Campbell: “All the time. It is miraculous. I even have a superstition that has grown on me as a result of invisible hands coming all the time—namely, that if you do follow your bliss you put yourself on a kind of track that has been there all the while, waiting for you, and the life that you ought to be living is the one you are living. When you see that, you begin to meet people who are in the field of your bliss, and they open the doors to you. I say, follow your bliss and don’t be afraid, and doors will open where you didn’t know they were going to be.”
P.P.S. In our next +1, we’ll enjoy some Joe De Sena-inspired Spartan Virtue wisdom. Today, let’s swim in some Campbell-Hero goodness shall we? (I felt like I could have copied-pasted everything from our Notes on A Joseph Campbell Companion, The Power of Myth and Pathways to Bliss!)
“Sri Ramakrishna said, ‘Do not seek illumination unless you seek it as a man whose hair is on fire seeks a pond.’”
“People say that what we’re all seeking is a meaning for life. I don’t think that’s what we’re really seeking. I think that what we’re seeking is an experience of being alive, so that our life experiences on the purely physical plane will have resonances within our innermost being and reality, so that we actually feel the rapture of being alive.”
“The hero journey is one of the universal patterns through which that radiance shows brightly. What I think is that a good life is one hero journey after another. Over and over again, you are called to the realm of adventure, you are called to new horizons. Each time, there is the same problem: do I dare? And then if you do dare, the dangers are there, and the help also, and the fulfillment or the fiasco. There’s always the possibility of a fiasco. But there’s also the possibility of bliss.”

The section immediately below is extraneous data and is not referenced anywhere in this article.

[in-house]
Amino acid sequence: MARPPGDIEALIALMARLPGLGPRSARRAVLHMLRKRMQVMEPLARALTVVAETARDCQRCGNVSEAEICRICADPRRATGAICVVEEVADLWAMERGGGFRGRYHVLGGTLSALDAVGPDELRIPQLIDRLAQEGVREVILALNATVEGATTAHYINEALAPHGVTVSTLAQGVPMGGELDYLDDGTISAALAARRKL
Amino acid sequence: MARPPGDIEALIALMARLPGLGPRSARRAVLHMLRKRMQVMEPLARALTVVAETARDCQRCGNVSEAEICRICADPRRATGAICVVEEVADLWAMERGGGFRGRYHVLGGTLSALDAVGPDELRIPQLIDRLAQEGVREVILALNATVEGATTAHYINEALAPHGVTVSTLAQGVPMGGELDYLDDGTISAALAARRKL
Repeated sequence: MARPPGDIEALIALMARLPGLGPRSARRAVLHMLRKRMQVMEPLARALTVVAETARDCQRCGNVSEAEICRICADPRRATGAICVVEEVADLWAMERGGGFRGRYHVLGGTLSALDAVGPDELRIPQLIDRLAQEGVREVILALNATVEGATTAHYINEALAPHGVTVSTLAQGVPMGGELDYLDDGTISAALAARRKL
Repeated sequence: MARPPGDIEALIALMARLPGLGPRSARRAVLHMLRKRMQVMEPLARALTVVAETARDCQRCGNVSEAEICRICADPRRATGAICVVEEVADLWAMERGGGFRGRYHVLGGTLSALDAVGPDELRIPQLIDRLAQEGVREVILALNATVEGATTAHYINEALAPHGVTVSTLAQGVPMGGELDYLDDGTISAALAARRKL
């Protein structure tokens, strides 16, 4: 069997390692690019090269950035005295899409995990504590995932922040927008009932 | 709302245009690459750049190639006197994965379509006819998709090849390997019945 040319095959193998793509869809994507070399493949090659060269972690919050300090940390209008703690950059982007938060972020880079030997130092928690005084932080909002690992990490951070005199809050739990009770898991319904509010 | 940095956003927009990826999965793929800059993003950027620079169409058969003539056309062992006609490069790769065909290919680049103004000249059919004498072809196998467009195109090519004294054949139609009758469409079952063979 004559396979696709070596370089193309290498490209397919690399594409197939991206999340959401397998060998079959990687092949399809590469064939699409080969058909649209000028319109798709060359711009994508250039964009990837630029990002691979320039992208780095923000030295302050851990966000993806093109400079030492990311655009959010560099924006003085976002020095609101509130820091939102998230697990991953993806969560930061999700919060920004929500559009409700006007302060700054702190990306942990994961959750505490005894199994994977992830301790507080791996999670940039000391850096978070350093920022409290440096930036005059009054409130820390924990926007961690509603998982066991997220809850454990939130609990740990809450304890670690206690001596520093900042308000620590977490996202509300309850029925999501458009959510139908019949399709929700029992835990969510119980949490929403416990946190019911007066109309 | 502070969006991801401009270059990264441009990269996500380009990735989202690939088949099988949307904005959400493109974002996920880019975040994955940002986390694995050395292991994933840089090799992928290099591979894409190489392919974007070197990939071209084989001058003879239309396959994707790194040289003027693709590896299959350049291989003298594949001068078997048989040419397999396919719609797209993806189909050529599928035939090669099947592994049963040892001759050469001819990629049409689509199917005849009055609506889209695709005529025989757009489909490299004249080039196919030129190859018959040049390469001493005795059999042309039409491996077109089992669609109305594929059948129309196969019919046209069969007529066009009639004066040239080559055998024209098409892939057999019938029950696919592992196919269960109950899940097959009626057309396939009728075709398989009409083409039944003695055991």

“What is it we are questing for? It is the fulfillment of that which is potential in each of us. Questing for it is not an ego trip; it is an adventure to bring into fulfillment your gift to the world, which is yourself. There’s nothing you can do that’s more important than being fulfilled. You become a sign, you become a signal, transparent to transcendence; in this way, you will find, live, and become a realization of your own personal myth.”
“When I taught in a boy’s prep school, I used to talk to the boys who were trying to make up their minds as to what their careers were going to be. A boy would come to me and ask, ‘Do you think I can do this? Do you think I can do that? Do you think I can be a writer?’ ‘Oh,’ I would say, ‘I don’t know. Can you endure ten years of disappointment with nobody responding to you, or are you thinking that you are going to write a best seller the first crack? If you have the guts to stay with the thing you really want, no matter what happens, well, go ahead.’”
“I think it was Nietzsche who said, ‘Be careful lest in casting out the devils you cast out the best thing that’s in you.’”
“There is an important idea in Nietzsche, of Amor fati, the ‘love of your fate,’ which is in fact your life. As he says, if you say no to a single factor in your life, you have unraveled the whole thing. Furthermore, the more challenging or threatening the situation or context to be assimilated
and affirmed, the greater the stature of the person who can achieve it. The demon that you can swallow gives you its power, and the greater life’s pain, the greater life’s reply.”
“The ultimate aim of the quest must be neither release nor ecstasy for oneself, but the wisdom and the power to serve others.”